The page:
New York, March 29 (IANS) Children with Cushing syndrome — a metabolic disorder caused by high levels of the stress hormone hormone cortisol — may be at higher risk for suicide as well as for depression, anxiety and other mental health conditions long after their disease has been successfully treated, says a study.
Cushing’s syndrome may be caused by tumours of the adrenal glands or other parts of the body that produce excess cortisol. It also may be caused by a pituitary tumour that stimulates the adrenal glands to produce high cortisol levels.
Treatment usually involves stopping excess cortisol production by removing the tumour. Long-term complications of the syndrome include obesity, diabetes, bone fractures, high blood pressure, kidney stones and serious infections.
“Our results indicate that physicians who care for young people with Cushing syndrome should screen their patients for depression-related mental illness after the underlying disease has been successfully treated,” said the study’s senior author Constantine Stratakis NIH’s Eunice Kennedy Shriver National Institute of Child Health and Human Development, US National Institutes of Health (NIH).
“Patients may not tell their doctors that they’re feeling depressed, so it’s a good idea for physicians to screen their patients proactively for depression and related conditions,” Stratakis said.
Cushing syndrome may affect both adults and children.
For the study, the researchers reviewed the case histories of all children and youth treated for Cushing syndrome at NIH from 2003 to 2014, a total of 149 patients.
The researchers found that, months after treatment, nine children (roughly six percent) had thoughts of suicide and experienced outbursts of anger and rage, depression, irritability and anxiety. Of these, seven experienced symptoms within seven months of their treatment.
Two others began experiencing symptoms at least 48 months after treatment.
The authors noted that children with Cushing syndrome often develop compulsive behaviours and tend to become over-achievers in school. After treatment, however, they then become depressed and anxious.
This is in direct contrast to adults with Cushing syndrome, who tend to become depressed and anxious before treatment and gradually overcome these symptoms after treatment, the study said.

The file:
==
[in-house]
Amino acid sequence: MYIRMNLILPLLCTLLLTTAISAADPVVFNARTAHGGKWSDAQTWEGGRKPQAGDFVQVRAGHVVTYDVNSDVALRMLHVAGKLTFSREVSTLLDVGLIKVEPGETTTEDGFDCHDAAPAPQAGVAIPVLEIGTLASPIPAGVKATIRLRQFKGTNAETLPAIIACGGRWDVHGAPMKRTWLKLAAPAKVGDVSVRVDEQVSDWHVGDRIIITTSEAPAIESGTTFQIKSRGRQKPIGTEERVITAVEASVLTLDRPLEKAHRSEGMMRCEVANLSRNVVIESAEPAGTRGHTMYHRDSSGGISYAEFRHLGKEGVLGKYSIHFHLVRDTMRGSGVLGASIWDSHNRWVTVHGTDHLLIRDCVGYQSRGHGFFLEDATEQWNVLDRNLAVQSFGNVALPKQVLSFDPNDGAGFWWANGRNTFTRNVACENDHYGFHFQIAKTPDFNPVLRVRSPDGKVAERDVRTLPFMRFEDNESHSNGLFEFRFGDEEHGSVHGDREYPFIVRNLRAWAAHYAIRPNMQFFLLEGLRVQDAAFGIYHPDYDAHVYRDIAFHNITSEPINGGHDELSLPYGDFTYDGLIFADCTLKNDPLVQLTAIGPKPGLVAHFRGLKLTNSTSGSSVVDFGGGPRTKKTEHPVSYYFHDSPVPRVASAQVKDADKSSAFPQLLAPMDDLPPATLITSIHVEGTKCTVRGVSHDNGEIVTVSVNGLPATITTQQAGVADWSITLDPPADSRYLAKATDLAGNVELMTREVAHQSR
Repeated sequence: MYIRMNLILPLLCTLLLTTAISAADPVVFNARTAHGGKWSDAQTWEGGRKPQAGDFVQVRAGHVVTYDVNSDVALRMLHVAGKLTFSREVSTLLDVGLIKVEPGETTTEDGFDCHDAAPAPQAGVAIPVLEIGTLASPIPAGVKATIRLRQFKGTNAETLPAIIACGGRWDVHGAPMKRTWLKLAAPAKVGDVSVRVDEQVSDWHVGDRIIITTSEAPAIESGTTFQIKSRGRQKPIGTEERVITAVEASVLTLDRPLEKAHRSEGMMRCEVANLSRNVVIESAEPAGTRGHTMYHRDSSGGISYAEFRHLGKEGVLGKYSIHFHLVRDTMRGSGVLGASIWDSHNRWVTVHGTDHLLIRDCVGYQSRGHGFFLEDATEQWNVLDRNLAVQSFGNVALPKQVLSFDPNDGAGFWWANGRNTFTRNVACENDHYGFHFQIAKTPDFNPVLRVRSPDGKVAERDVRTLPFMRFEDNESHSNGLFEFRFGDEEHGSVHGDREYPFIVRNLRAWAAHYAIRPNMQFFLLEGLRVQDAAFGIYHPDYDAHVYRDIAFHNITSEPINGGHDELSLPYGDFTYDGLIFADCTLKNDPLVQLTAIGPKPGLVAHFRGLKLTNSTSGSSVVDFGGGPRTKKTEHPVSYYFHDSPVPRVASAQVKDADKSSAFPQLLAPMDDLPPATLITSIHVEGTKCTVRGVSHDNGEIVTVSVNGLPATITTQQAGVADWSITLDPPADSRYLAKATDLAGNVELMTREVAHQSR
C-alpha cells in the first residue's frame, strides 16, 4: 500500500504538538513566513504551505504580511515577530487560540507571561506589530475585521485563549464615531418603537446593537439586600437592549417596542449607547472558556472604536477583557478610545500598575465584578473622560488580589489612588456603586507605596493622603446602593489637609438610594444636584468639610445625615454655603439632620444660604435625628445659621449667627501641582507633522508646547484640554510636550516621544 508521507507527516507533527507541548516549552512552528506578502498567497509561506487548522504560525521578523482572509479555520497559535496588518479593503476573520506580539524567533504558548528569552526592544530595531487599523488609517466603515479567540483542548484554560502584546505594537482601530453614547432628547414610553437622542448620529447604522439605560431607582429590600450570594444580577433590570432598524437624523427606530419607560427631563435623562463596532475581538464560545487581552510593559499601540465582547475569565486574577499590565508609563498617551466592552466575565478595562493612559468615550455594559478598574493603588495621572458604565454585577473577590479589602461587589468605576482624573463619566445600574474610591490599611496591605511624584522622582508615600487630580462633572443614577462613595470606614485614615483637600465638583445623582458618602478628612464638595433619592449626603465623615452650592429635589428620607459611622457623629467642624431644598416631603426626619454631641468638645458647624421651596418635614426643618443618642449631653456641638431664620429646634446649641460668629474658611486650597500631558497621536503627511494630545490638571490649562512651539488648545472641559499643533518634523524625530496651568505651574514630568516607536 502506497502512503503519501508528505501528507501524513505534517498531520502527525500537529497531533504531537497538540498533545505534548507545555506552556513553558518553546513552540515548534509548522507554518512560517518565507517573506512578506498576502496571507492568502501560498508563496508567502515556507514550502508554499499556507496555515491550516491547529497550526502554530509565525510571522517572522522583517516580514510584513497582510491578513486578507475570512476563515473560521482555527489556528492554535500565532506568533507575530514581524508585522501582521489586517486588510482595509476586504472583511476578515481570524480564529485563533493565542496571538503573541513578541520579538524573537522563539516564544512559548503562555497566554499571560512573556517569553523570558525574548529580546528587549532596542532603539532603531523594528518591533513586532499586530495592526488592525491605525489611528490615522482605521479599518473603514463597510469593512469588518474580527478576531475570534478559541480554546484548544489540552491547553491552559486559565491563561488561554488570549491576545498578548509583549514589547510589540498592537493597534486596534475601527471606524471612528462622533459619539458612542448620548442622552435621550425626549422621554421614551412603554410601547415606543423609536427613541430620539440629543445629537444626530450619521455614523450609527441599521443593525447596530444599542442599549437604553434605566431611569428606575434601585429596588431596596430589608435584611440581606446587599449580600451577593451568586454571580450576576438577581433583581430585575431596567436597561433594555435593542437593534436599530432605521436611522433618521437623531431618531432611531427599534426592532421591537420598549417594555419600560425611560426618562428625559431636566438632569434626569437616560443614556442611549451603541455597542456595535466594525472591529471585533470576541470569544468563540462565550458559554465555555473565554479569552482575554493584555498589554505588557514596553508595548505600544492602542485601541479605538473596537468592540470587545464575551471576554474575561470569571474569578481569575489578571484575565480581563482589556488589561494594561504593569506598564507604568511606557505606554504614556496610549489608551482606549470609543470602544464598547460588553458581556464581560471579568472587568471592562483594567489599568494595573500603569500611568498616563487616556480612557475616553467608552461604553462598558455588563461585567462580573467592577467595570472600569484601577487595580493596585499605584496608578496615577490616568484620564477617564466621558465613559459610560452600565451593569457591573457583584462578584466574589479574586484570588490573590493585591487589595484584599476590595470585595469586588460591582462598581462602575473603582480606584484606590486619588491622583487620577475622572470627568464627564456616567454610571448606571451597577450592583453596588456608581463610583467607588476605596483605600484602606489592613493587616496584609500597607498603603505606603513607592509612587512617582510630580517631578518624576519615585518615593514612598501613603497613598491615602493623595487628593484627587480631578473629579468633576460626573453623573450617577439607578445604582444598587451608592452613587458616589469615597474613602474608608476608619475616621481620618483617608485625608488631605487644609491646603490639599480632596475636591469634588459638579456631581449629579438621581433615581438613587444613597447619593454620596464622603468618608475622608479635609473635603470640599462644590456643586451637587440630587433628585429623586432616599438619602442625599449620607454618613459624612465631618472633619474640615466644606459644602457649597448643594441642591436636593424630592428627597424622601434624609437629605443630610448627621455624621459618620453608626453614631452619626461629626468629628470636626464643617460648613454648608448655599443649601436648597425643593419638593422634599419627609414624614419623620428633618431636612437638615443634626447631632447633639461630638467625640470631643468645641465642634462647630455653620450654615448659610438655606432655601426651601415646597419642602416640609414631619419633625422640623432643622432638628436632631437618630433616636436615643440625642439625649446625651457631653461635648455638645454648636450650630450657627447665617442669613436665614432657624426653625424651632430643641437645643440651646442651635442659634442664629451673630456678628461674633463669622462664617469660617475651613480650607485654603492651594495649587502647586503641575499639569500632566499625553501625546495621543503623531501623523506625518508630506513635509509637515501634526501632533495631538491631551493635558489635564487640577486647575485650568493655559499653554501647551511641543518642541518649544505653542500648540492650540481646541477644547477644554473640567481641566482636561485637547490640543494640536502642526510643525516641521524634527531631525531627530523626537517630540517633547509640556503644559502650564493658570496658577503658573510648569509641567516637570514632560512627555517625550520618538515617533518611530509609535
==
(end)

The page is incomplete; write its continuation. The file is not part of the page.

How human body ages?
Tokyo, March 29 (IANS) Japanese researchers have discovered metabolites that are specifically related to aging and shed light on how the human body ages.
Metabolites, substances that are created during metabolism, can provide a wealth of information about an individual’s health, disease, diet, and life-style.
The results of the study identified some metabolites in the blood that increased or decreased in the older adults.
The researchers found 14 age-related metabolites. Half of these decreased in elderly people and the other half increased.
Antioxidants and metabolites related to muscle strength decreased in the elderly, whereas metabolites related to declining kidney and liver function increased.
“Of the 14 compounds, half of the them had decreased in elderly people. The decrease was found in antioxidants and in compounds related to muscle strength. Therefore, elderly people had less antioxidants and less muscle strength,” said lead researcher Yanagida, professor at Okinawa Institute of Science and Technology Graduate University (OIST) in Japan.
In addition, some of the age-related metabolites found on the same metabolic pathways have connected changes, which suggests that age affects them simultaneously.
“Functionally related compounds show the same tendencies to increase or decrease with age, or in other words, they show similar correlations,” Yanagida noted, in the study published in the journal PNAS.
The decline in antioxidants and muscle strength suggest that it is important for individuals to consume foods high in antioxidants and to continue exercising, especially after the age of 65.
This could help increase the levels of the related metabolites in the body and improve body conditions, the researchers stressed.
“Longevity is a great mystery for us…We want to find how elderly people can live a happy final stage of life. This is the way we can contribute to human health,” Yanagida maintained.
To find and analyse the metabolites, the team obtained blood samples, including red blood cells (RBCs), from 30 healthy individuals: 15 young adults and 15 older adults.
Then, they used Liquid Chromatography-Mass Spectrometry (LC-MS), a technique that separates liquids and detects substances, to identify the metabolites within the blood.
From there, they could calculate the coefficients of variation, or the standard deviation of metabolite abundance divided by the average, to identify which compounds had increased or decreased in the older adults.